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Eight Things That Should Worry Americans


As a country, what are we now?

Editor's Note: This article was provided by Minyan Mark Majka.

The stock market goes up when the US dollar gets skewered and vice versa. Historically, there's no LT relationship between the two, but now they move regularly together and the USD is usually the major issue defining the tone of the tape on any given day. The chart of S&P in gold terms is particularly telling about the lack of validity to this rally.

2. Chrysler is offering 0% financing/$4,000 cash-back deals. GMAC went back to the government for another $2.5 billion to $5 billion bailout. Now we have US-owned Chrysler offering unprofitable incentives to drive sales (can GM be far behind?). After everything that's gone down in the auto sector, absolutely nothing has changed. Oh, by the way, the US government has now admitted the US taxpayer will basically lose most of the money used to bailout GM and Chrysler.

3. For everything the US government did to get the economy back on track, the best real GDP print they could get (so far) was 2.8%. Does anyone realize -- given the number of people unemployed and new entrants to the workforce -- that the employment situation in the US can not materially improve unless real GDP stays well above 3% for an extended period of time? Monthly job gains will have to exceed 200,000 per month every month for the next three years to get the unemployment rate back to down to around 7%. We couldn't get GDP above 3% when they threw everything but the kitchen sink at it. Such is the fate of a deleveraging economy.

4. Short-term-rate Treasury yields recently went negative again, gold was breaking out to new highs, and 10-year is at 3.3% in the face of massive amounts of new issuance!? We're supposed to be in an economic recovery. These aren't signs of a healthy recovery but rather of scared investors.

5. The credit default swaps on the debt of major countries have raced higher recently. The UK is getting threatened with a downgrade. The cost of insuring against Japanese default has doubled. The situation with Greece and some Eastern European debt markets remains problematic. Dubai was a temporary negative surprise (but not to Dubai stock-market participants), but we've seen small debt surprises morph into big problems. How quickly the market seems to be dismissing the impact of sovereign debt crises. Does anyone remember Russia default?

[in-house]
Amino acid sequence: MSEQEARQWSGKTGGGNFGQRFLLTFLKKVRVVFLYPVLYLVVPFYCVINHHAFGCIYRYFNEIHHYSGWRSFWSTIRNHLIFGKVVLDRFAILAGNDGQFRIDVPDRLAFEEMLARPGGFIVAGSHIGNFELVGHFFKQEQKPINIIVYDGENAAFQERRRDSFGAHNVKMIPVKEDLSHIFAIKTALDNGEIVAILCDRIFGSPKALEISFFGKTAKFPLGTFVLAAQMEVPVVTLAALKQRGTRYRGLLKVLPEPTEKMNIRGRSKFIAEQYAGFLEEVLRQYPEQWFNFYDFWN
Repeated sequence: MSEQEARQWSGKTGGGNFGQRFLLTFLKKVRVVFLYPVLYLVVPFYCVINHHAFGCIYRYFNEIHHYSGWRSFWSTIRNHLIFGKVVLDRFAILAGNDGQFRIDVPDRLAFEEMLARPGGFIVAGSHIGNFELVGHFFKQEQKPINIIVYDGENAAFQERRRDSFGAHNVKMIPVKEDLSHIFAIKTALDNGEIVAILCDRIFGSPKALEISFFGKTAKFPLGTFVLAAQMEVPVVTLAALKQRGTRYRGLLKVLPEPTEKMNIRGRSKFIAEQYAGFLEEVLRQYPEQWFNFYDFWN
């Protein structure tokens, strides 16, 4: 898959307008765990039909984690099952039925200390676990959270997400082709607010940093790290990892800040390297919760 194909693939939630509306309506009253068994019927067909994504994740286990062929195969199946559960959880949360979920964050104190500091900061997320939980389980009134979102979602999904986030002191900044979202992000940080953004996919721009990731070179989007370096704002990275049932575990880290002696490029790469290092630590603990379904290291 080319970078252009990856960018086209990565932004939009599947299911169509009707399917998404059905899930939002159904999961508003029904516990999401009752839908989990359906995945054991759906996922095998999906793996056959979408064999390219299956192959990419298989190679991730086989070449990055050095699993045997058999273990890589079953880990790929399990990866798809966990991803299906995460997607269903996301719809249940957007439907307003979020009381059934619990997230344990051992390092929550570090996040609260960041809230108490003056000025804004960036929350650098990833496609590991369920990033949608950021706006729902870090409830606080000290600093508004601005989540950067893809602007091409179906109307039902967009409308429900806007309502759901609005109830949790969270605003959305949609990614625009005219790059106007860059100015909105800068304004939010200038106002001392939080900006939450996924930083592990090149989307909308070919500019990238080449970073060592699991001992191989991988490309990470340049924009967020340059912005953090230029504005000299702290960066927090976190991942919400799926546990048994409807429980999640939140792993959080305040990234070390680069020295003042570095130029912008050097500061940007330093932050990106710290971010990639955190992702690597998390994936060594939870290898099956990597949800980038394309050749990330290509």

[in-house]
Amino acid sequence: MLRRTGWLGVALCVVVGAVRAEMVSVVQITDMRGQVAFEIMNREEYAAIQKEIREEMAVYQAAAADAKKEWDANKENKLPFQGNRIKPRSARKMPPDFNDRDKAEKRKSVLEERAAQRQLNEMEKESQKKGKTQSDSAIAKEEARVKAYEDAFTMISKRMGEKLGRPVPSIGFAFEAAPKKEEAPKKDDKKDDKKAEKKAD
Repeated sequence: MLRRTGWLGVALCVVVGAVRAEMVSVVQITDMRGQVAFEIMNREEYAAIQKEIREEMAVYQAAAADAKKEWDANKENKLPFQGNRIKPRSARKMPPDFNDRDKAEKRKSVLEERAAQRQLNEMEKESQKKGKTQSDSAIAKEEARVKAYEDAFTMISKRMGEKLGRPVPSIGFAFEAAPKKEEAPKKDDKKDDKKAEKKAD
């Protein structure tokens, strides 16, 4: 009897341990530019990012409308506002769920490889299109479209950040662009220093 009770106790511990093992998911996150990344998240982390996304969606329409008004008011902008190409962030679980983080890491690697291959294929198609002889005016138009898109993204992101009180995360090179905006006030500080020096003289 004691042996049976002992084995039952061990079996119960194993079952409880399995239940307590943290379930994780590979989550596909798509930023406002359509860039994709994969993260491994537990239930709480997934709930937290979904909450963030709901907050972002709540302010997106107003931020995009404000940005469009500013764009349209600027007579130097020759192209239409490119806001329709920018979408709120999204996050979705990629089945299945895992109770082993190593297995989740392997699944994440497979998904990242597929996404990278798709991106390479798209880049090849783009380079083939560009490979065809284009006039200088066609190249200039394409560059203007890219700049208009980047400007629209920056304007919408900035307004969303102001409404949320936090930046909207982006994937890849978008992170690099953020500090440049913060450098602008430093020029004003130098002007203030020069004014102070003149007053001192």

The UK government admits a year later that it secretly propped up Royal Bank of Scotland (RBS) and Heritage Financial (HBOS) with $61 billion to save them from imploding. Boy, good thing here in the West we live in free markets where information flow is transparent. Makes their ban on short-selling at the height of the crisis more understandable now. I wonder, had the world taken some very tough medicine starting with Lehman, if we'd be sitting here today better off. Instead, banks fail every weekend, Obama is lining up another stimulus plan, and the debt situation is still a major problem.

7. What if the USD declines to the point where the Fed has to raise rates earlier than they want to stop the bleeding? Our major lenders could begin to squeal before too long and dictate policy.

8. Given our ballooning deficit and magnitude of our national debt problem, will the US have to pull some type of reverse Louisiana Purchase asset sale in the future to raise money to pay off our debts? As an aside, I wonder what the state of France's financial situation was in the early 1800s such that they did that insane deal with Thomas Jefferson. Not only did the guy write the Declaration of Independence, he pulled off the largest land steal of all time. We paid $11.25 million and canceled French debt of $3.75 million for total cost of $15 million to double the size of America! That was when America was young and bold. What are we now?
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